GB No. 9, autumn 1992


Presently, the survival of some 700 animal species is seriously endangered on the planet. So far 150 species have been declared extinct and many more may soon join them, unless mankind does something to prevent it. It takes millions of years for some species to evolve, though their extinction may be assured in no time at all.

The first organization to initiate the compilation of an official register of endangered species was the International Union for the Conservation of Nature and Its Resources.

The first "RED DATA BOOK" was published in 1962, in the form of file binders with interchangeable data cards inside. The list of endangered species was printed on the red cards - hence the name. Ultimately, the fate of all endangered species depends upon man and therefore the RED BOOKS have also been dubbed the BOOKS OF CONSCIENCE.

The extinction of nearly one million species of fauna and flora by the end of the 20th c. is being anticipated by the RED BOOKS as an extremely strong possibility, unless mankind takes some immediate measures to control the irreparable damage being currently done to the natural environment.

Prof. Zbigniew Głowacinski of the Polish Academy of Sciences has demonstrated to me a diagram, illustrating the actual rate of extinction of certain species (vertebrata) on the territories of Germany in Poland, its scope encompassing the period from the turn of the 19th and 20th c. to the present. The depicted progression is not arithmetic but logarithmic, its intensity particularly notable in the 20th century. Although, it is not all that bad in Poland yet, the Professor hastens to add, we have merely initiated this process.

The Polish edition of the RED DATA BOOK was prepared at the Institute for the Protection of Nature and Natural Resources of the Polish Academy of Sciences in Cracow; Prof. Głowaciński its scientific editor.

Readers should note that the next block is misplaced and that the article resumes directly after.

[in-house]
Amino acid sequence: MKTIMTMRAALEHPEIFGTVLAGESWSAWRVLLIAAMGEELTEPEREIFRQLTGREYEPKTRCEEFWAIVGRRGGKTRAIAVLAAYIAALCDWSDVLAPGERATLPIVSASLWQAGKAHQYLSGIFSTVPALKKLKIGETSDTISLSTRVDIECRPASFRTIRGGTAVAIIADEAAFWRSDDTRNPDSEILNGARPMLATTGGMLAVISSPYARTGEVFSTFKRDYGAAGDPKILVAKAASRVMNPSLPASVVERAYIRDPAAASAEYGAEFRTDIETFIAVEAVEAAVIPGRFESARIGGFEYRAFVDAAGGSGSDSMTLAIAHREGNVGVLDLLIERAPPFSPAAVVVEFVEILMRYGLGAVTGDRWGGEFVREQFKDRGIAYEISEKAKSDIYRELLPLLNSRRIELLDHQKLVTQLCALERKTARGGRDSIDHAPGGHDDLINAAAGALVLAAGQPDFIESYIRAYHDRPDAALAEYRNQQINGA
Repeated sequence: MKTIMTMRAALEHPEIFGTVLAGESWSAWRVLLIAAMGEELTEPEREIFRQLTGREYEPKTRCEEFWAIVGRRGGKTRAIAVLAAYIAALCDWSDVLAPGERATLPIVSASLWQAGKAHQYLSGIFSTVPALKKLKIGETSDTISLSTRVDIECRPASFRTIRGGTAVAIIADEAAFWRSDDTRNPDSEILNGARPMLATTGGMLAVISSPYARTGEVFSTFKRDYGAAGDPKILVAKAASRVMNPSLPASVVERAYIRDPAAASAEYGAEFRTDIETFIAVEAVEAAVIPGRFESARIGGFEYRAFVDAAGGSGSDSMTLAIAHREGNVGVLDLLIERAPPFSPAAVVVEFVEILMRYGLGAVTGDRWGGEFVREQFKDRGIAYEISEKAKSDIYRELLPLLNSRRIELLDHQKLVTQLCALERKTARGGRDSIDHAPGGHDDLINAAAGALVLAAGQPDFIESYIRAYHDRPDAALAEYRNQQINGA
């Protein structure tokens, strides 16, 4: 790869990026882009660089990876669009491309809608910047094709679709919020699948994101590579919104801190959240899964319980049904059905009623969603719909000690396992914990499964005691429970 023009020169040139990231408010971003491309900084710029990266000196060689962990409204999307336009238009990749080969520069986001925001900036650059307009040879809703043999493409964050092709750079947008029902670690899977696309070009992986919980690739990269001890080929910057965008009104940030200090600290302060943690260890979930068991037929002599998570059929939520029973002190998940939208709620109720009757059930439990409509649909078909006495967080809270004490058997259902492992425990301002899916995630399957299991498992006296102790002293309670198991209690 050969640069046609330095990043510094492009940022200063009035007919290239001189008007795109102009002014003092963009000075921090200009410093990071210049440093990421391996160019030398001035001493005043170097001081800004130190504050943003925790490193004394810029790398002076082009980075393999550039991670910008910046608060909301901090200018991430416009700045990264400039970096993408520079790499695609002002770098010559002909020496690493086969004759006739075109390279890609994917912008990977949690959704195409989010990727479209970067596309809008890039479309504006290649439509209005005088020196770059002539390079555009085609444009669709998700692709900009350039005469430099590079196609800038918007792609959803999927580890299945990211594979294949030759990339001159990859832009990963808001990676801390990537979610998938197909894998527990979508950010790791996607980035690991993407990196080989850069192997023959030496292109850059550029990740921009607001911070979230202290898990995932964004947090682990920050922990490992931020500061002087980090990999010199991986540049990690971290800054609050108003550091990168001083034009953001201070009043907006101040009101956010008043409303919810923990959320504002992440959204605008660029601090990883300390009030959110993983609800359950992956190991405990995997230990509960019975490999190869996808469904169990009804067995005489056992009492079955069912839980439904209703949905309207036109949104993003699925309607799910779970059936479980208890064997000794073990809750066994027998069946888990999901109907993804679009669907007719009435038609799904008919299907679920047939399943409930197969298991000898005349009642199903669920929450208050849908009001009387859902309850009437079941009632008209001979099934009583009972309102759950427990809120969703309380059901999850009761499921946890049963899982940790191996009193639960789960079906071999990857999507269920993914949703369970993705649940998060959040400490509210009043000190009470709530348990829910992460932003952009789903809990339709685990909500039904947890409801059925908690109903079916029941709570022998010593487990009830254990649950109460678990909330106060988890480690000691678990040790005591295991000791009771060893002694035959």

Here are some of the entries made in the Polish RED DATA BOOK.

The RED BOOK is, in fact, a comprehensive case study: a list of species, the evidence of their predicament, the specific diagnosis, the final recommendations and the clear cut conclusions - everything we need to know to move the species from the red cards to the green ones - the cards of hope, comprising the names of species actually saved from extinction. Once a particular species becomes extinct - that's it. A specific genetic pool disappears from the crust of the Earth and once that happens - it cannot be reverted.

There seems to be a consensus among the Polish naturalists that some of the species that used to inhabit our country may have already become extinct (i.e. European souslik - Cittellus, citellus; great bustard, Otis tarda; Branchinecta paludosa).

Unless the natural habitat of many species are immediately put under the full protection of the law, the future generations might only be able to see some of the presently endangered species on the photographs. It may soon come to the situation that a lesser kestrel - Falco naumanni; peregine falcon - Falco peregrinus; alpinr marmot - Marmota marmota; gray seal - Halichoerus grypus; spotted eagle - Aquila clanga; capercaille - Tetrao urogallus; European pond tortoise - Emys orbucualris; green lizard - Lacerta viridis and sturgeon - Acipenser sturio will be duly put in the register of exinct species.

The zoologists dub some of the species "conservative", like bats, that slowly disappear in the face of human expansion.